conditions of supervised release -- such as working regularly at a lawful occupation and refraining from controlled substances -- the court imposed special conditions of supervised release,
including mental health and drug treatment and participation in a residential reentry program. In November 2007, Johnson was released from custody and began serving on supervised release. 2 To abide by the conditions
("Bannum Place"), a residential reentry center in Wilmington, North Carolina. He also secured employment with a Wilmington
restaurant and participated in a mental health treatment program at Wilmington's Trinity Wellness Center. In June 2008, Johnson's probation officer, Kevin Connolley, moved to revoke supervised release, asserting that Johnson had violated several of his release conditions. More specifically,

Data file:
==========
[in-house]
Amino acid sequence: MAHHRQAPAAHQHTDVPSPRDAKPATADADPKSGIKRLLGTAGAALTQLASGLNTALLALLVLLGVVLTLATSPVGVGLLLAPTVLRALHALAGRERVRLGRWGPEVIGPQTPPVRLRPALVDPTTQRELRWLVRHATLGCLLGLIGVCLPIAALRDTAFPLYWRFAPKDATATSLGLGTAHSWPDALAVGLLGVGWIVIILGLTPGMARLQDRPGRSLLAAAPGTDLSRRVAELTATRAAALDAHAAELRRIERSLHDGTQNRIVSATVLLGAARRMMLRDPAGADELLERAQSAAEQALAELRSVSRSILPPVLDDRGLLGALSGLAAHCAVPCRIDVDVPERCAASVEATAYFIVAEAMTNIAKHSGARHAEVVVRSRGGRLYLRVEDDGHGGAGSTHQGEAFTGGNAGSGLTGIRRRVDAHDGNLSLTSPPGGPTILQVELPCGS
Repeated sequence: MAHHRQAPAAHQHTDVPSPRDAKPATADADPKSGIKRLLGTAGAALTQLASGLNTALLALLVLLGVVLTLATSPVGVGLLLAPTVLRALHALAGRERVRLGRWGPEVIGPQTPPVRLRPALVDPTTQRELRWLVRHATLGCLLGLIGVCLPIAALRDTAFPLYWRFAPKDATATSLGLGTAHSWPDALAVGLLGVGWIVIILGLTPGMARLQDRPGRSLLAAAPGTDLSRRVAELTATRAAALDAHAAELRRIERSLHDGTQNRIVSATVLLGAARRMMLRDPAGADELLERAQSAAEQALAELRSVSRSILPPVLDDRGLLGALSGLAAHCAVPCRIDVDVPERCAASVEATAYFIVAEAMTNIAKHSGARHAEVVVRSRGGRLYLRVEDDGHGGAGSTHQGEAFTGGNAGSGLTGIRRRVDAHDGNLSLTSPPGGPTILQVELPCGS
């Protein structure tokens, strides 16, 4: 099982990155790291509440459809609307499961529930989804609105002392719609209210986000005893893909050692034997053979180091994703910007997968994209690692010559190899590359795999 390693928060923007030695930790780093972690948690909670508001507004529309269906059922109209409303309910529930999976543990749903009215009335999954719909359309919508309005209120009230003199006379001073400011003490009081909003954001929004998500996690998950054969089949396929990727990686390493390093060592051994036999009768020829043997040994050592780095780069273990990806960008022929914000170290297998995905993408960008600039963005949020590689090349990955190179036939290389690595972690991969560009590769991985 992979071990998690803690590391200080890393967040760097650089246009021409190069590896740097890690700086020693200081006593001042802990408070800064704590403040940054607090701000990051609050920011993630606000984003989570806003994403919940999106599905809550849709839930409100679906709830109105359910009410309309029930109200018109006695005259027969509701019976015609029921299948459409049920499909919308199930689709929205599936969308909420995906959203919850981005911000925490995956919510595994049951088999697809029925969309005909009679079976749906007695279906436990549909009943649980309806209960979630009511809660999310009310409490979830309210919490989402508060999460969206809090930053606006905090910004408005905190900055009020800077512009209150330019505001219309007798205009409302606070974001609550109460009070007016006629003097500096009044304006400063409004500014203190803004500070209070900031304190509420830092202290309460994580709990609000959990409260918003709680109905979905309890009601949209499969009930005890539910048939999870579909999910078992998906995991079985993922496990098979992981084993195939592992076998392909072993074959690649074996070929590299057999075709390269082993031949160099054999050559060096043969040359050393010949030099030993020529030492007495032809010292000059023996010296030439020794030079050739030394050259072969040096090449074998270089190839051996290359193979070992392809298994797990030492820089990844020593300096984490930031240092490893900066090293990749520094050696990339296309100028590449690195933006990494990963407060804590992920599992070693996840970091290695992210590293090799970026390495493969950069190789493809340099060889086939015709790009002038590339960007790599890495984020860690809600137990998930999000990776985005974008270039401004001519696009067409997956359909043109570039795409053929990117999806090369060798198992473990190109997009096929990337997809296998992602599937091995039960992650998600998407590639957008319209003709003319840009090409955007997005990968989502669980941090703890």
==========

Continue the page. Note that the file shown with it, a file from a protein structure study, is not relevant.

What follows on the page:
Connolley alleged that Johnson had missed multiple appointments with his therapist; had been fired from his job; and had used crack cocaine on several occasions. On June 18, 2008, at the
conclusion of a revocation hearing, the district court found that Johnson had committed each of the alleged violations and revoked supervised release. The court imposed a 40-day
revocation sentence, to be followed by 24 months of supervised release under the conditions it had initially imposed. On July 11, 2008, Johnson was released from custody and began serving to his second Place, term of supervised his therapy release. program, He and
attempted to obtain lawful employment. later, however, Probation Officer
Less than two months again moved to